An Officer And A Horseman
For 50 years, Scotland native and part-time Weirsdale resident John Dalziel’s life has involved horses, from a career as a mounted police officer in London to years of teaching riders around the world. Most recently, he began coaching the local equestrian drill team Paso Espiritu. Ocala Style caught up with him recently at a practice for one of our most fascinating interviews ever.
How did you first become interested in horses?
The part of Scotland where I come from is where they raise Clydesdale horses. It may well have been that. I started when I was 10. I was too small for rugby and cricket and soccer, or football as we call it. There were stables 300 yards from my home, and [the owner] told me I could lead the ponies up and down the beach for the summer with the holiday-makers. So that’s how I started. Six pence a ride for the kids. I got a free lesson in return.
Yours is an illustrious career.
I’ve been blessed. I got into the military at 15. I went to the Army Prince’s College and became an engineer. But after my three years in college, I decided I really didn’t want to be an engineer. My squadron leader transferred me into the cavalry.” Initially when I joined the military, I wanted to work with horses, but the recruiting sergeant said, “There are no horses in the British army anymore.” Well, there were. And I was lucky, and I went into the regiment. It was then called the Royal Horse Guards, now known as the Blues & Royals. I was lucky, I was the shortest in my regiment… I’m five-foot-eight and a half.
How was that lucky?
It was a disadvantage but an advantage because you get the Napoleon Complex. I compensated. I had to work twice as hard. Because I had ridden before, within nine months I was promoted.
Is riding talent something you have naturally?
It’s a natural talent but I worked at it. I did three years on the ceremonial side in London.
You were at the Investiture.
In 1969, I was at the investiture of Prince Charles in London. If you ever see an old movie clip of the investiture of Prince Charles… parade is coming toward you, you’ll see Prince Charles in the carriage, I’m the first trooper on the right-hand side behind the carriage.
Was that as exciting as it sounds?
No. [laughs] It was tiring. We were up at 3 o’clock in the morning to prepare. We had to ride from where were stabled to the parade route. We were all pretty tired.
Did you get to meet Charles?
No. All business.
You were in the military for how long then?
After my first three years in the cavalry, I did seven years partly with my Army regiment but again I was lucky, I became a drill instructor, small arms instructor, jungle warfare instructor, mine warfare instructor. Then after that seven years, I went back to ceremonial and did a further two years. During that time, I took my six-month instructor’s course. I was trained by Captain Ben Jones, who won the gold medal in the Mexican Olympics in 1968. I met a gentleman there also called Charles Harris, who had spent three years at the Spanish riding school in Vienna. My two years ceremonial, during that time I was sent to Windsor to be in charge of the training there. Then after I left the military, I took a year off and then I joined the police. Did two years, which we all have to do, on foot patrol. During that time, we had the Brixton riots, so I spent a lot of that two years in tactical units—about 12 months. Similar to SWAT, without the weapons. If there was a riot or trouble, we were the ones who were sent in to quiet it down.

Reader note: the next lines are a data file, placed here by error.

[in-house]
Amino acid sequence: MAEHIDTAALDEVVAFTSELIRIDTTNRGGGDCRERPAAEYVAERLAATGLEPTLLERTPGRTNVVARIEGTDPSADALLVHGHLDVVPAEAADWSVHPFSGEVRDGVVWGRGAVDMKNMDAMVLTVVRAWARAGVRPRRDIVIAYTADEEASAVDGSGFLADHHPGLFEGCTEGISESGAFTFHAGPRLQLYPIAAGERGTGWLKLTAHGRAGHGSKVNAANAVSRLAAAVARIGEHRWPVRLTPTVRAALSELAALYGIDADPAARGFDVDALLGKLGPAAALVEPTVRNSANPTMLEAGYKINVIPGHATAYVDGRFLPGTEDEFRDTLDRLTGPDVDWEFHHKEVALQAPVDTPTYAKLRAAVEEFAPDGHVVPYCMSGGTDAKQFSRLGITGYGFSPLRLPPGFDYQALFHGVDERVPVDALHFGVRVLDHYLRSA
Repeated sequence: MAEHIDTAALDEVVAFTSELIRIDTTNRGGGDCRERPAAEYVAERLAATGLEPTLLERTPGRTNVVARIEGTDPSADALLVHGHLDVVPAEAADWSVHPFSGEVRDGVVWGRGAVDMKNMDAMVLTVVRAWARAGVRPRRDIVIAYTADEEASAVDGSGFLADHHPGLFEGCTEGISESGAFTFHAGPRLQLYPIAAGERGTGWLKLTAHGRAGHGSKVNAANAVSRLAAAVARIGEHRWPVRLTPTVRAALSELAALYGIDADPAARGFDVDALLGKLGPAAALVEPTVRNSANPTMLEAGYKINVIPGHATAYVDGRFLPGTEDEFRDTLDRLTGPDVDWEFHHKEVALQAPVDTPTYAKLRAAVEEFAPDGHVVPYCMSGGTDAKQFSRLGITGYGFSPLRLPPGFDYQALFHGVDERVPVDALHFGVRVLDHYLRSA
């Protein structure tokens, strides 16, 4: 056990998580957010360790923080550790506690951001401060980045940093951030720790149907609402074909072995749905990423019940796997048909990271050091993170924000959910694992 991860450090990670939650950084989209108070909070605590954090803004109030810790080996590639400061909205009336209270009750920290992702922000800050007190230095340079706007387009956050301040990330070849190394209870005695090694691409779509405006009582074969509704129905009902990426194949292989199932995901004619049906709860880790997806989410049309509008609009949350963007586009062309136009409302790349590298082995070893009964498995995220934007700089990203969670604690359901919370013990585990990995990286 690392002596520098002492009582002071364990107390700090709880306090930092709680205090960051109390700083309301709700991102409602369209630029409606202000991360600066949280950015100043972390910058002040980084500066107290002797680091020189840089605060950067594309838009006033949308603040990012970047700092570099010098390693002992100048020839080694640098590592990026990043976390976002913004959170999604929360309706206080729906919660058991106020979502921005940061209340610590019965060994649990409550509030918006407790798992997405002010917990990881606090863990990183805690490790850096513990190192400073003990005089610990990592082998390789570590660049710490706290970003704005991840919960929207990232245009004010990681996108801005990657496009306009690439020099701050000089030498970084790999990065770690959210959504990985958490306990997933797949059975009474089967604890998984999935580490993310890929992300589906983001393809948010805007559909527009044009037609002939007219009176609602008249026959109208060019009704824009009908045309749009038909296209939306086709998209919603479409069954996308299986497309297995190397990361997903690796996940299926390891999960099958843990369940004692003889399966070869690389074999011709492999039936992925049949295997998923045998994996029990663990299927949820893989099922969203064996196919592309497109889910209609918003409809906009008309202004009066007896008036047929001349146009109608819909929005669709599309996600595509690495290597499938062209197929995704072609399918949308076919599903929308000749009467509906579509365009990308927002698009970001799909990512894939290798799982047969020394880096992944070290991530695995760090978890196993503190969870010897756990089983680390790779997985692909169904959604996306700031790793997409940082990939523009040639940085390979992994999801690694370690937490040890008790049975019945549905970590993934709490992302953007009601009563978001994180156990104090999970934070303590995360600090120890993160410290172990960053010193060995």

Did you enjoy that?
Absolutely. I loved my two years on the beat. After that two years, I joined the mounted. Seven years on the streets of London, part of all the riots going on—North Eaton, Westminister Bridge. Got involved in all the ceremonials as well as a police officer. Then they were looking for someone to become an instructor and I applied and became one of two riding instructors, eventually becoming senior riding instructor and national assessor, which meant that I would go around the country assessing other mounted units when the students were passing out to become mounted officers and to make sure the units were keeping up with the standards.
Eventually you come over to the U.S.
Because of injuries received on duty, many injuries, I had to retire. Broke my back in two places, broke both shoulders, cracked my neck in the riots—somebody hit me in the back of my neck with a scaffolding pole—severed my patellar tendon, broke both ankles, broke my fingers. I retired back to my native Scotland and whilst there, I got invited by somebody here to train horses. So I did that for two weeks in Altoona, Florida. Then went back and then in 1998, I got called up into the British military and sent out to Saudi Arabia, working with the Saudi Arabian National Guard to train them and their horses in the use of crowd control. I was in Saudi Arabia for a good bit. Left after my contract was finished, got asked to come back here again, since then I’ve been going back and forth. Since I’ve been in America, I’ve trained over 500 mounted police horses.
Do American and British police officers ride differently?
There’s a vast difference. The mounted police over here are constrained in what they can do because you have a litigious society. You have to be very careful. When you’re training, you have to make sure the officers understand that they have limitations. Horses are still the best crowd control you’ll ever get. Take away your rubber bullets, your gas… if you use horses correctly with back-up from your tactical units, they can’t be beat.
Why is that?